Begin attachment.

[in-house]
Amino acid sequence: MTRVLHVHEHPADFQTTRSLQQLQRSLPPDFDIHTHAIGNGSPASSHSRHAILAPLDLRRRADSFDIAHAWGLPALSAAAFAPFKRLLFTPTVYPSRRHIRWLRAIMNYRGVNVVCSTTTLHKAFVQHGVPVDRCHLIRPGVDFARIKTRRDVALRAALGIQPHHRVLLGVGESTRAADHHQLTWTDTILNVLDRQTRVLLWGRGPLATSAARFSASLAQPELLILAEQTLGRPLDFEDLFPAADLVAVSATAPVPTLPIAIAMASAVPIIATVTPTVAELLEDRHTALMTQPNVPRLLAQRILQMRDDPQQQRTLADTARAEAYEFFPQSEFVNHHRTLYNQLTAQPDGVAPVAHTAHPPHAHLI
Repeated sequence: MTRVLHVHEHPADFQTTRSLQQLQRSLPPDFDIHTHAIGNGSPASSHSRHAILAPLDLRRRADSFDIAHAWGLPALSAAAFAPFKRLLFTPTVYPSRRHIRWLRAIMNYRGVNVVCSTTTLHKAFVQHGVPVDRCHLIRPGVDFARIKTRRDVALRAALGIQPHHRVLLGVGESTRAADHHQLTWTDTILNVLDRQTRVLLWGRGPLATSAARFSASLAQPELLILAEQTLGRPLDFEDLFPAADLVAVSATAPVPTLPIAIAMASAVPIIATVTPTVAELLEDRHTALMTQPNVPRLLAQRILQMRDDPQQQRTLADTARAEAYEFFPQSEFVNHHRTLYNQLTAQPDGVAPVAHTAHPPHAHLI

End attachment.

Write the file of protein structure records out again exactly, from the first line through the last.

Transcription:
[in-house]
Amino acid sequence: MTRVLHVHEHPADFQTTRSLQQLQRSLPPDFDIHTHAIGNGSPASSHSRHAILAPLDLRRRADSFDIAHAWGLPALSAAAFAPFKRLLFTPTVYPSRRHIRWLRAIMNYRGVNVVCSTTTLHKAFVQHGVPVDRCHLIRPGVDFARIKTRRDVALRAALGIQPHHRVLLGVGESTRAADHHQLTWTDTILNVLDRQTRVLLWGRGPLATSAARFSASLAQPELLILAEQTLGRPLDFEDLFPAADLVAVSATAPVPTLPIAIAMASAVPIIATVTPTVAELLEDRHTALMTQPNVPRLLAQRILQMRDDPQQQRTLADTARAEAYEFFPQSEFVNHHRTLYNQLTAQPDGVAPVAHTAHPPHAHLI
Repeated sequence: MTRVLHVHEHPADFQTTRSLQQLQRSLPPDFDIHTHAIGNGSPASSHSRHAILAPLDLRRRADSFDIAHAWGLPALSAAAFAPFKRLLFTPTVYPSRRHIRWLRAIMNYRGVNVVCSTTTLHKAFVQHGVPVDRCHLIRPGVDFARIKTRRDVALRAALGIQPHHRVLLGVGESTRAADHHQLTWTDTILNVLDRQTRVLLWGRGPLATSAARFSASLAQPELLILAEQTLGRPLDFEDLFPAADLVAVSATAPVPTLPIAIAMASAVPIIATVTPTVAELLEDRHTALMTQPNVPRLLAQRILQMRDDPQQQRTLADTARAEAYEFFPQSEFVNHHRTLYNQLTAQPDGVAPVAHTAHPPHAHLI